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Reporting outcomes in clinical trials for bipolar disorder: a commentary and suggestions for change


  • AstraZeneca provided funding to Parexel, a medical communications company, for drafting an earlier version of this article; however, this new, twice revised and substantially changed version is written by the authors themselves with no monetary compensation. EV and KNRC have received research grant support and have been consultants to AstraZeneca. JM and BP are employees of AstraZeneca. AM-A and SG have no conflicts of interest to disclose in connection with this article. KNRC and SG, as co-editors of Bipolar Disorders, did not participate in any editorial decisions to accept or reject this paper or in choosing any referees, which was overseen by a senior editorial board member who had no conflicts of interest in adjudicating the manuscript.

KN Roy Chengappa, MD, Professor of Psychiatry, Western Psychiatric Institute and Clinic, University of Pittsburgh Medical Center, 3811 O’Hara Street, Pittsburgh, PA 15213-2593, USA. Fax: +1 412 246 5007; e-mail:


Objective:  Newer outcome measures and statistical reporting that better translate efficacy data to evidence-based psychiatric care are needed when evaluating clinical trials for bipolar disorder. Using efficacy studies as illustrations, the authors review and recommend changes in the reporting of traditional clinical outcomes both in the acute and maintenance phases of bipolar disorder.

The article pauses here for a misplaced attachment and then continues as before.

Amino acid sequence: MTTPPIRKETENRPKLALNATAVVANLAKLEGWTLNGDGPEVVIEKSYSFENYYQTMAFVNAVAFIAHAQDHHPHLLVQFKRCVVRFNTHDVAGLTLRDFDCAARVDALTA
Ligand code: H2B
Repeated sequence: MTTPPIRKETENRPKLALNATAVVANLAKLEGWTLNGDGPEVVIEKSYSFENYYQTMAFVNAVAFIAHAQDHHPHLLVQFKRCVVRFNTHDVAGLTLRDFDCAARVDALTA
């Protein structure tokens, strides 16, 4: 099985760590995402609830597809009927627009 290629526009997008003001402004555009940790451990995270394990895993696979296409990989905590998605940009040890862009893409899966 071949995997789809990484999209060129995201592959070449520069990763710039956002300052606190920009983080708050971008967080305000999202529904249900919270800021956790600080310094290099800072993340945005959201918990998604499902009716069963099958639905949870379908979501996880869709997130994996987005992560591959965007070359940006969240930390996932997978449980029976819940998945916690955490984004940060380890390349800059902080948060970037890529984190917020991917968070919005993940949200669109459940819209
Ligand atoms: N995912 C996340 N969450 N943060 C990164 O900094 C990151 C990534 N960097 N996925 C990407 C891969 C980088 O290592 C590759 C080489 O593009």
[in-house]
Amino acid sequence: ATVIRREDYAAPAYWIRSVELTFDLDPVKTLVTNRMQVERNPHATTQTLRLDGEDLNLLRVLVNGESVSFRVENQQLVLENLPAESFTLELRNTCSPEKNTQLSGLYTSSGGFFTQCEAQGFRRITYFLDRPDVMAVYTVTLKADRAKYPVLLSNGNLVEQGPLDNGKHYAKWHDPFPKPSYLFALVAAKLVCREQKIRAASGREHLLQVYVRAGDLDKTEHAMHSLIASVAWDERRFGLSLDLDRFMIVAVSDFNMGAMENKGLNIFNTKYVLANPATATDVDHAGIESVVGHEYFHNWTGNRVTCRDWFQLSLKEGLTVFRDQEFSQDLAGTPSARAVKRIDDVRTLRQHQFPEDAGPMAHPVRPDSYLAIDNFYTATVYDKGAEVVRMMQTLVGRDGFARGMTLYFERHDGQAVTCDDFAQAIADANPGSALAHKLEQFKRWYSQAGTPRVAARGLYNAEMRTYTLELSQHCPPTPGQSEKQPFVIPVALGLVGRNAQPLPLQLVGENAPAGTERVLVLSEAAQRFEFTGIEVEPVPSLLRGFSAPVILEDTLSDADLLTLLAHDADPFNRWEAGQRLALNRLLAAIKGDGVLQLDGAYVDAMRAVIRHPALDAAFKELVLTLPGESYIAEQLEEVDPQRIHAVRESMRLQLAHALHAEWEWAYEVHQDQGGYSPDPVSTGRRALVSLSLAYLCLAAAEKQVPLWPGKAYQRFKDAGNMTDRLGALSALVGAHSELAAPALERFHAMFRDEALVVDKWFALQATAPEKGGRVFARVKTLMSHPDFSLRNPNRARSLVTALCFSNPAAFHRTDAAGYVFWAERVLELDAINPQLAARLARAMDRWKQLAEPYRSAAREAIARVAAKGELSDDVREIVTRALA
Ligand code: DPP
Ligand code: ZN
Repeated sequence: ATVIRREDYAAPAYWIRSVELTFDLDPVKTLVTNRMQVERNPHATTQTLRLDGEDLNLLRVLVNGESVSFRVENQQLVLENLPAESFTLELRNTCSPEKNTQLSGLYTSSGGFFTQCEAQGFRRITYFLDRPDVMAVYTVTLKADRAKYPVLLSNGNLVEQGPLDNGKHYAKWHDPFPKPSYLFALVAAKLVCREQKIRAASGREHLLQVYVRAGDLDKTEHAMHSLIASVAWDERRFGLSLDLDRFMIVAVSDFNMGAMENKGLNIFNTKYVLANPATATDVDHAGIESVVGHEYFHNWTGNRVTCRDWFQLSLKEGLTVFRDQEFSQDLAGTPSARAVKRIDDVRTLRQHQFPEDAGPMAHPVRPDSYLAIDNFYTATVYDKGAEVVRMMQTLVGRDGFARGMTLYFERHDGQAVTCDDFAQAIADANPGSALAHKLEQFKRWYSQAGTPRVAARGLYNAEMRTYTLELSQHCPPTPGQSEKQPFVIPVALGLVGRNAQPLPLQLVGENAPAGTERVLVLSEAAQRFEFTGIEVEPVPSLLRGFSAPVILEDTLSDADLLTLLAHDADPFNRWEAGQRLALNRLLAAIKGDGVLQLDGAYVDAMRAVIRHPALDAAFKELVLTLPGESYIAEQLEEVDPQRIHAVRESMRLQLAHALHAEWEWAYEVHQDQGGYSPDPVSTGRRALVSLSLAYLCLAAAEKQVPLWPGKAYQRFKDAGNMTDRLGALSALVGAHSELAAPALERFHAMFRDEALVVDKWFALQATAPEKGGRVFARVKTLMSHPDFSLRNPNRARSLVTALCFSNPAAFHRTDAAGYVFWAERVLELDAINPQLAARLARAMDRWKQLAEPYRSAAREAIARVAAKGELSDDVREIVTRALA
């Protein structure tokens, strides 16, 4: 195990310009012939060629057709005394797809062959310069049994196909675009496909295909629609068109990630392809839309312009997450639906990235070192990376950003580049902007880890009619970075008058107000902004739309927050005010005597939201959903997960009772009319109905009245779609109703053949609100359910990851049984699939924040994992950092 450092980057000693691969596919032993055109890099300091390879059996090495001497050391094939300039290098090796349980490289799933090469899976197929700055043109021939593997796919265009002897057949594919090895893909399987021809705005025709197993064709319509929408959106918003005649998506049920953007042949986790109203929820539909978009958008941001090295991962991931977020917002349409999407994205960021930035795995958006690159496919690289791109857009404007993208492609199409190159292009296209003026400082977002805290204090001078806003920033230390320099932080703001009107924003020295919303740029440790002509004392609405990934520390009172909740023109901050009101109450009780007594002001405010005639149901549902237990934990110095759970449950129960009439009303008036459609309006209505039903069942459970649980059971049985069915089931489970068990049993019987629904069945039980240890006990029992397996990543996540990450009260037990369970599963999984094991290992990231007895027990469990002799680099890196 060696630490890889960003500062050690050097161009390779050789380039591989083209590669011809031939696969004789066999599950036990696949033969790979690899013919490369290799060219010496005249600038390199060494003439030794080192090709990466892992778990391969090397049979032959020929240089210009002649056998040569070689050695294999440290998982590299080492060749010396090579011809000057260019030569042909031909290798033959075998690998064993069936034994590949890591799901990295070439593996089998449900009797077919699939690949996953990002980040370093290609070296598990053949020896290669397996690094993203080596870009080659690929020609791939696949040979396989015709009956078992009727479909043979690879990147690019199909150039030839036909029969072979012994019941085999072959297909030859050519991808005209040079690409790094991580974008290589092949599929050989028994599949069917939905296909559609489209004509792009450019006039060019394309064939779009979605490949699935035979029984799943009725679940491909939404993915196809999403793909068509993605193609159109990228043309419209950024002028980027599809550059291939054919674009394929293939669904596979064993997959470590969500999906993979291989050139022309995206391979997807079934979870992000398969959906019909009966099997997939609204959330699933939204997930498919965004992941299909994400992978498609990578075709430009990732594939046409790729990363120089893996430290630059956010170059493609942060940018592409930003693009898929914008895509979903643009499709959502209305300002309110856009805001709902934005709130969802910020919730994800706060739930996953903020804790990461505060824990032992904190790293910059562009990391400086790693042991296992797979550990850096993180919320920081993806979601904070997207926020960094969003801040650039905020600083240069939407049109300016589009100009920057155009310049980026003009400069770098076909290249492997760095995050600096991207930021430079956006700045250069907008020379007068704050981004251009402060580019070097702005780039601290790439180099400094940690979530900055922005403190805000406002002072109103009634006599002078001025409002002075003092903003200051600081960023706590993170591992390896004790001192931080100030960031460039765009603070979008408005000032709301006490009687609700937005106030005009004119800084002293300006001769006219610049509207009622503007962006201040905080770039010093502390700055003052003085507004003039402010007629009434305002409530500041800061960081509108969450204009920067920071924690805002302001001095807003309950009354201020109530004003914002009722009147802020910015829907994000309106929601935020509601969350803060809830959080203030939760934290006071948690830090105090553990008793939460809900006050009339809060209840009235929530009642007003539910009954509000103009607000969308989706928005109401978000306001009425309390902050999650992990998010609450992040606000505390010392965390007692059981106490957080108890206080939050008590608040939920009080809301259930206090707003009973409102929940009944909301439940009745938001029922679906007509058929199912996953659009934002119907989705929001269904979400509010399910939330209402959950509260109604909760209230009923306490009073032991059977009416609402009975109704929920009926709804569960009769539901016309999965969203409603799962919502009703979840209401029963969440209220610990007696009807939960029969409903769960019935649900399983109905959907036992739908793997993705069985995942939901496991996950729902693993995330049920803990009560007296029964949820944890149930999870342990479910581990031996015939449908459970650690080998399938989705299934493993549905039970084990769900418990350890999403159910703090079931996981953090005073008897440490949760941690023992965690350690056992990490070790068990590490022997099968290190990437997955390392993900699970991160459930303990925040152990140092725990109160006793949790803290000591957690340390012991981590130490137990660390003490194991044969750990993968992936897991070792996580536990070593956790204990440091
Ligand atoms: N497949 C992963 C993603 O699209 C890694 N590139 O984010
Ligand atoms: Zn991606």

Methods:  Definitions of response, remission, relapse, recovery, and recurrence are reviewed and recommendations for change are made. These suggestions include reporting the numbers needed to treat or harm (NNT or NNH), and a ratio of the two, likelihood of help or harm (LHH), as an important element of the effect size (ES). Moreover, models of prediction that conduct sensitivity or specificity analyses and utilize decision trees to help predict positive and negative outcomes of interest (for instance, excessive weight gain, or time to remission) using positive or negative predictive values (PPV or NPV) are reviewed for potential value to clinicians. Finally, functional and cognitive assessments are recommended for maintenance studies of bipolar disorder.

Results:  The examples provided in this manuscript underscore that reporting the NNT or NNH, or alternative effect sizes, or using PPV or NPV may be of particular value to clinicians. Such reports are likely to help translate efficacy-driven clinical data to information that will more readily guide clinicians on the benefits and risks of specific interventions in bipolar disorder.

Conclusions:  The authors opine that reporting these newer outcomes, such as NNT or NNH, area under the receiver operating curve (AUC), or PPV or NPV will help translate the results of clinical trials into a language that is more readily understood by clinicians. Moreover, assessing and evaluating functional and cognitive outcomes will not only inform clinicians about potential differences among therapeutic options, but likely will make it easier to communicate such differences to persons with bipolar illness or to their families. Finally, we hope such scientific and research efforts will translate to optimism for recovery-based outcomes in persons with bipolar disorder.